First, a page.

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Mark Fisher
Edinburgh, Scotland, United Kingdom
Follow me on Twitter at MarkFFisher, WriteAboutTheat and LimelightXTC I am a freelance journalist and critic specialising in theatre and the arts. Publications I write for include the Guardian and the Scotsman. I am the author of The Edinburgh Fringe Survival Guide: how to make your show a success and How to Write About Theatre: A Manual for Critics, Students and Bloggers. I am also editor of The XTC Bumper Book of Fun for Boys and Girls: A Limelight Anthology. From 2000-2003, I was the editor of The List magazine, Glasgow and Edinburgh's arts and events guide.
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Tuesday, October 08, 2013

In Time o' Strife theatre review

Published in the Guardian
Pathhead Hall, Kirkcaldy
Three stars
TS ELIOT called him "the greatest Scots poet since Burns".Yet not only is Joe Corrie hardly a household name but, as a coal miner who wrote his best-known play during the general strike of 1926, he had little in common, politically or socially, with the author of The Waste Land. Eliot notwithstanding, Corrie was always coolly received by the establishment, which is why he dedicated the best part of his creative career – some 50 plays – to Scotland's amateur stage.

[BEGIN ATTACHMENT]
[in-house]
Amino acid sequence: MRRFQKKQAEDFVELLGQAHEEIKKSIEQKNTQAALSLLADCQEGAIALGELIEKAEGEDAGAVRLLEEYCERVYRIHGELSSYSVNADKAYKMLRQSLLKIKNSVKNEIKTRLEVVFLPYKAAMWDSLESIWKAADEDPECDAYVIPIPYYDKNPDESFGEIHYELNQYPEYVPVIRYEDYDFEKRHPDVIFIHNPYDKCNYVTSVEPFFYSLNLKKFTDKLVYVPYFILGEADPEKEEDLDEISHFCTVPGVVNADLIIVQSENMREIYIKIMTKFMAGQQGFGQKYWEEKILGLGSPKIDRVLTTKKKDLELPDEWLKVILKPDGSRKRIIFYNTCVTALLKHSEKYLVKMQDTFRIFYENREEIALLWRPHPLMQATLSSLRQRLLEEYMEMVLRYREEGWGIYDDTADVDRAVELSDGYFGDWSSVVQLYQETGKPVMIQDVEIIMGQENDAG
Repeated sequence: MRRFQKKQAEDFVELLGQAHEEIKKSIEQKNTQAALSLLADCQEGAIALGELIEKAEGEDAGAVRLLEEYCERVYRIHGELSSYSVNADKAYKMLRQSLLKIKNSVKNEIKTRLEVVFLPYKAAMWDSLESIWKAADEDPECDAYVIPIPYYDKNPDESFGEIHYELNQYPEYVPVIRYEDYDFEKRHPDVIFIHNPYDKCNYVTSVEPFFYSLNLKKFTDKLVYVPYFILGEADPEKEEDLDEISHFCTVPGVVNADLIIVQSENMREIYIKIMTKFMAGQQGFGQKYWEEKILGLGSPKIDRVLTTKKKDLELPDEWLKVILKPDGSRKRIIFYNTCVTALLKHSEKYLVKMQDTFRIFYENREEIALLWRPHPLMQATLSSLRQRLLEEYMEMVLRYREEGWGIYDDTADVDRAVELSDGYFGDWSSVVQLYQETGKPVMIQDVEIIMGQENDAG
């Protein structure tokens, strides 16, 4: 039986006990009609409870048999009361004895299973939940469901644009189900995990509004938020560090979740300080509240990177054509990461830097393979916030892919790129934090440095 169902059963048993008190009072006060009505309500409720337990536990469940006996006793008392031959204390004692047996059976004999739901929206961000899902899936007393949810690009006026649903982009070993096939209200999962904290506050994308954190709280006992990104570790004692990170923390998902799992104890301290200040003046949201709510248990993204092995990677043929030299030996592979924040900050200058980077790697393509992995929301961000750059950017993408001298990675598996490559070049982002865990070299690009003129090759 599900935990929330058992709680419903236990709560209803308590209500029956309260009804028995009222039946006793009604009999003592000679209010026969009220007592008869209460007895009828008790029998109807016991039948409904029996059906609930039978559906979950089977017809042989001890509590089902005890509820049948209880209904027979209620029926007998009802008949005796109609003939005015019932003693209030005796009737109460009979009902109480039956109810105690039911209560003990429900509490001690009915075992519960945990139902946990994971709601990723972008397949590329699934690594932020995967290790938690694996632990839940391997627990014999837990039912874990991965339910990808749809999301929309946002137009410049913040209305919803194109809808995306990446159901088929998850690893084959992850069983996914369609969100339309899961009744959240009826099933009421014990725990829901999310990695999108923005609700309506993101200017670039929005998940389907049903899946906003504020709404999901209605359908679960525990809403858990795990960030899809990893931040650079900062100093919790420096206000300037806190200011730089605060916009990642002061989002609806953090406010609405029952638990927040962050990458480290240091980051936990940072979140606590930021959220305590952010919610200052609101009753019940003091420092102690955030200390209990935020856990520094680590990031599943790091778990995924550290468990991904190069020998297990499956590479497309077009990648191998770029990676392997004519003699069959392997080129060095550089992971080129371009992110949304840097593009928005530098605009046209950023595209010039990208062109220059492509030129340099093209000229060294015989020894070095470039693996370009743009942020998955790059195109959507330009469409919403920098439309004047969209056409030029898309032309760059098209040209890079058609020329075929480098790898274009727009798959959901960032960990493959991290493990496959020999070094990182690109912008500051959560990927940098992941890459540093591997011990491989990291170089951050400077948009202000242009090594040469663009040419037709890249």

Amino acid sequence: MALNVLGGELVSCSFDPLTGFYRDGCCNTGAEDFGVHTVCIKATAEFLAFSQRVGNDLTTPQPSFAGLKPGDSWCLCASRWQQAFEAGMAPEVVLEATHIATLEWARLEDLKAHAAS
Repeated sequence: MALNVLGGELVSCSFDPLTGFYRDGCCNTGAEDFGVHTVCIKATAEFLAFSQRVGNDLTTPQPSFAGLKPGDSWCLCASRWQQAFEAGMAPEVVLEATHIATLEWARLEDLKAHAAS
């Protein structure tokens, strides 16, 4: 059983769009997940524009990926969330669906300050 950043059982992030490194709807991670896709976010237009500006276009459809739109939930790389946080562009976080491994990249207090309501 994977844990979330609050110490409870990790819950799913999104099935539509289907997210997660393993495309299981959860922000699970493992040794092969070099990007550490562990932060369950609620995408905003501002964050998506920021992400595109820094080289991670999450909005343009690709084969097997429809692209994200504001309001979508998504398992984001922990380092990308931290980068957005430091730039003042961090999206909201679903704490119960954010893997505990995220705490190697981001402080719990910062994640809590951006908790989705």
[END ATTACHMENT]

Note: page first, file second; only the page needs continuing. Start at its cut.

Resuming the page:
It is director Graham McLaren's contention that even In Time o' Strife, a landmark play staged by Corrie to great success in the late 20s, was dramaturgically underdeveloped. That's why, in this National Theatre of Scotland production, he has seen fit to play fast and loose. He has gutted the script, dropped characters, reordered scenes and inserted borrowed material from elsewhere in the Corrie canon. The tale of a Fife mining community buckling under the strain of a seven-month lockout now features gutsy folk-punk renditions of Corrie poems by Michael John McCarthy and tense dance sequences choreographed by Imogen Knight.

The meeting of music, dance and drama is frequently exhilarating and, with the costumes nodding to 1984 – the year of the last big strike – as much as 1926, the production has a rare political anger. But despite McLaren's success in jolting the play out of its period setting, he finds it harder to resist its pull of domestic naturalism. With a design that exchanges a miner's cottage for the fluid space of a community hall, the production calls for the operatic. Instead, the director encourages an introspective style of acting that leans too heavily on the play's pathos. Given the theatrical flair elsewhere, it makes for an evening that is as uneven as it is charged.
© Mark Fisher 2013
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